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Under Storm's Wing Paperback – 26 Jun 1997
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About the Author
Helen Thomas married Edward Thomas (1878-1917) in 1899. In order to support his family, Edward became a prolific writer of essays, introductions, reviews, biographies, and studies of the English and Welsh countryside. Thomas's meeting with Robert Frost in 1913 was the catalyst for his turning to poetry. His first collection was published in 1917, six months after his death in the Arras offensive. Helen was untiring in her efforts to make his work known, and lived to see it firmly established in the cannon of English poetry. They had three children, of whom Myfanwy (b.1910) is the youngest.
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All, however, was not sweetness and light within this marriage. Because of Edward's desire to become a recognised writer and poet he rarely worked a `normal' job. He failed to be recognised within his lifetime. Recognition came posthumously. The consequence of this was that the Thomas family lived permanently on the financial edge. Morever, Edward was a manic depressive before the days when treatment was available. He was often away and sometimes unfaithful and sometimes mentally cruel to his totally devoted wife. Her love seemed to have known no bounds. Some would call this naïve and stupid, but actually her life defined, as it was, by Edward I found strangely to enoble Helen rather than to detract from her.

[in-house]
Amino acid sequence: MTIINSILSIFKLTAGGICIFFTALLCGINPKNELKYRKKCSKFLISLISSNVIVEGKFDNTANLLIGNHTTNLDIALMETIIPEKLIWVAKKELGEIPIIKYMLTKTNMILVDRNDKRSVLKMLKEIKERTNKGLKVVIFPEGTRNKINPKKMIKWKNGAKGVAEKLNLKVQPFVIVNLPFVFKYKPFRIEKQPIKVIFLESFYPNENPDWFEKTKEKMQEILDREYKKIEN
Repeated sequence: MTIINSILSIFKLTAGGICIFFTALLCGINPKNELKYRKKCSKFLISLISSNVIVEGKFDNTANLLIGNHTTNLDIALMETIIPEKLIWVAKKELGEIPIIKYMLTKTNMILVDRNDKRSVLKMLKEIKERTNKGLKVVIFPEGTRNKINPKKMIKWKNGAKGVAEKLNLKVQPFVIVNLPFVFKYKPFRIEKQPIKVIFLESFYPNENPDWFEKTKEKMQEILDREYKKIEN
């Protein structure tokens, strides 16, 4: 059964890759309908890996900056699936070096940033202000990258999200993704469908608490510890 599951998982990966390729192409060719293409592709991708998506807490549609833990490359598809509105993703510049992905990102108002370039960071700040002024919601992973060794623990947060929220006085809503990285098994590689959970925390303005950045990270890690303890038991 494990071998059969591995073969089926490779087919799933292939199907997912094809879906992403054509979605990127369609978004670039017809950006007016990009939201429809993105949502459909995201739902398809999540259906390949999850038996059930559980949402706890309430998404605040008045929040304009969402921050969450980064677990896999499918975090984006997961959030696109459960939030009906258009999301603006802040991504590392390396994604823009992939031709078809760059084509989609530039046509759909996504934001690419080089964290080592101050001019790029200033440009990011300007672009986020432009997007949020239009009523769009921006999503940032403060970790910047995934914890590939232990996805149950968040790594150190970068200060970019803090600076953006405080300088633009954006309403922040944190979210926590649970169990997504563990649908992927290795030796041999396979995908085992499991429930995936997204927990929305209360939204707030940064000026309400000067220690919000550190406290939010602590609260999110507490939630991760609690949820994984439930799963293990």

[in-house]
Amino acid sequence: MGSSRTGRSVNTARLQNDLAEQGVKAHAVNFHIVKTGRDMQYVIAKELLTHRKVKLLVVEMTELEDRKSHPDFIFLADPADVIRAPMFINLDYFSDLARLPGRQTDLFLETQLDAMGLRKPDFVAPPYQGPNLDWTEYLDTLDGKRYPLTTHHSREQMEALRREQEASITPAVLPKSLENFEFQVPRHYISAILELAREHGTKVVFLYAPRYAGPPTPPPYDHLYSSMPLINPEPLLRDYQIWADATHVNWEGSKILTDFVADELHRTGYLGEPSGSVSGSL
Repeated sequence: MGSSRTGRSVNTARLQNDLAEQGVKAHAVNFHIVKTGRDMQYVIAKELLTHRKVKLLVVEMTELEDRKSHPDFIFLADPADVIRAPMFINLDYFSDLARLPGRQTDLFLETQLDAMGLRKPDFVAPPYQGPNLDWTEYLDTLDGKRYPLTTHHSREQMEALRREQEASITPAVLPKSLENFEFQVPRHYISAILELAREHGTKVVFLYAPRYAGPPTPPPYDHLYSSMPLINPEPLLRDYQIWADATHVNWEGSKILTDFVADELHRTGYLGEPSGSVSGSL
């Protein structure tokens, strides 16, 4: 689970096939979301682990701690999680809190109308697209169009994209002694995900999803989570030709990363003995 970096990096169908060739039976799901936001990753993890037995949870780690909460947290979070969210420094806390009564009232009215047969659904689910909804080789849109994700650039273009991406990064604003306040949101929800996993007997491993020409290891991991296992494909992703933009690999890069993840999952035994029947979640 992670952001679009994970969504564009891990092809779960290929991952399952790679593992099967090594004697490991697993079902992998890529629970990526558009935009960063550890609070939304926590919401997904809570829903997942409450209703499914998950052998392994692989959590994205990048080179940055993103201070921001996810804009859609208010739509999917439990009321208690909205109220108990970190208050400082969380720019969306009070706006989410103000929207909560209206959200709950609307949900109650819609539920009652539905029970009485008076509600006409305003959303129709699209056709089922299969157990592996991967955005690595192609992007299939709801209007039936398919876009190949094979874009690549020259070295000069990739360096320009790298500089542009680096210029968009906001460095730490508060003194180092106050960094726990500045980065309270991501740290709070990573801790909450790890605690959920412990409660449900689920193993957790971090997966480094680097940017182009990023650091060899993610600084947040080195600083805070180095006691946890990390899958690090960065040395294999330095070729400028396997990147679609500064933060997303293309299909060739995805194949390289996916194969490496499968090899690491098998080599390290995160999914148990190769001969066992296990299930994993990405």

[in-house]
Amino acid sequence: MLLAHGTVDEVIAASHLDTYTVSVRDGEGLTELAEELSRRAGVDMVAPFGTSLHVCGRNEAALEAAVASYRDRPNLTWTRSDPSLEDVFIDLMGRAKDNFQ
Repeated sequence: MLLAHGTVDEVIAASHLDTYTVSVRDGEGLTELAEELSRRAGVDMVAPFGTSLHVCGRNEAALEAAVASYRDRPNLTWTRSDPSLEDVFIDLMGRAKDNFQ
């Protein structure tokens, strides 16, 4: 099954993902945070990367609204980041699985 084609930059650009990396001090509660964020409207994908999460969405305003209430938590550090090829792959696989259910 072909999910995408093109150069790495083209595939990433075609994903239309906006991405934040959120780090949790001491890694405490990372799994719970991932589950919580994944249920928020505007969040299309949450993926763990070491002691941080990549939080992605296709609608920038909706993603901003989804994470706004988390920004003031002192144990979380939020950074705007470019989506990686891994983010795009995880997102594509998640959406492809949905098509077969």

Peppered throughout much of As It Was and World Without End is an account of nature as observed and felt by Helen and more particularly Edward. This is sublime.
Later sections of the book include letters from Helen to various people. It is within these letters that we get a more balanced account of her life with Edward. They represent her life devoid of any gloss and make for interesting reading. Helen also gives accounts of various people who were important in their lives or like D.H. Lawrence were acquaintances, but fascinating nonetheless for giving snippets of what these people were like.
There is a section written by their youngest daughter Myfanwy and this gives a different slant on her parent's marriage and her experience of loosing her father, the effect upon her mother and their life afterwards. This section contains examples of her father's poetry.
Last but not least this book contains much that is of interest to the social historian, covering as it does the end of the 19th and the beginning of the 20th century. Fascinating to read about their strolls across Wandsworth Common and walks to Richmond Park through largely rural areas, since covered by an expanded London.
A must read for all who appreciate sensitivity and raw human emotion.
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